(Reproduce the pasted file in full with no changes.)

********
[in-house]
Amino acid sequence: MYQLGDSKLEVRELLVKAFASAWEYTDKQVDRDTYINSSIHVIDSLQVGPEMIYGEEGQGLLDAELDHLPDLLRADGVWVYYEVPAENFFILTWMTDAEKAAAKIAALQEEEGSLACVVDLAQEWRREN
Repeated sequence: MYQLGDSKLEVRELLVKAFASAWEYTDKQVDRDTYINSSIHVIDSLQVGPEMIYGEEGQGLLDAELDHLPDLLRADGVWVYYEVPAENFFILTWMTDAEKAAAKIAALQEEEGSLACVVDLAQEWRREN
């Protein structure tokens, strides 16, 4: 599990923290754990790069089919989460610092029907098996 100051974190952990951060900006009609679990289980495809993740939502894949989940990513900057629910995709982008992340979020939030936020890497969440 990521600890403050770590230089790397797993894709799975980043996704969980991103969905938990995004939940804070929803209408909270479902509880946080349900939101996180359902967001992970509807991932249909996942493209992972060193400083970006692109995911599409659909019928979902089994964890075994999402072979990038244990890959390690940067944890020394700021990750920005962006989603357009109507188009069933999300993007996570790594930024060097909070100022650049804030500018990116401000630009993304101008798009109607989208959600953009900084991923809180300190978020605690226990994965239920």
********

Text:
[in-house]
Amino acid sequence: MYQLGDSKLEVRELLVKAFASAWEYTDKQVDRDTYINSSIHVIDSLQVGPEMIYGEEGQGLLDAELDHLPDLLRADGVWVYYEVPAENFFILTWMTDAEKAAAKIAALQEEEGSLACVVDLAQEWRREN
Repeated sequence: MYQLGDSKLEVRELLVKAFASAWEYTDKQVDRDTYINSSIHVIDSLQVGPEMIYGEEGQGLLDAELDHLPDLLRADGVWVYYEVPAENFFILTWMTDAEKAAAKIAALQEEEGSLACVVDLAQEWRREN
């Protein structure tokens, strides 16, 4: 599990923290754990790069089919989460610092029907098996 100051974190952990951060900006009609679990289980495809993740939502894949989940990513900057629910995709982008992340979020939030936020890497969440 990521600890403050770590230089790397797993894709799975980043996704969980991103969905938990995004939940804070929803209408909270479902509880946080349900939101996180359902967001992970509807991932249909996942493209992972060193400083970006692109995911599409659909019928979902089994964890075994999402072979990038244990890959390690940067944890020394700021990750920005962006989603357009109507188009069933999300993007996570790594930024060097909070100022650049804030500018990116401000630009993304101008798009109607989208959600953009900084991923809180300190978020605690226990994965239920």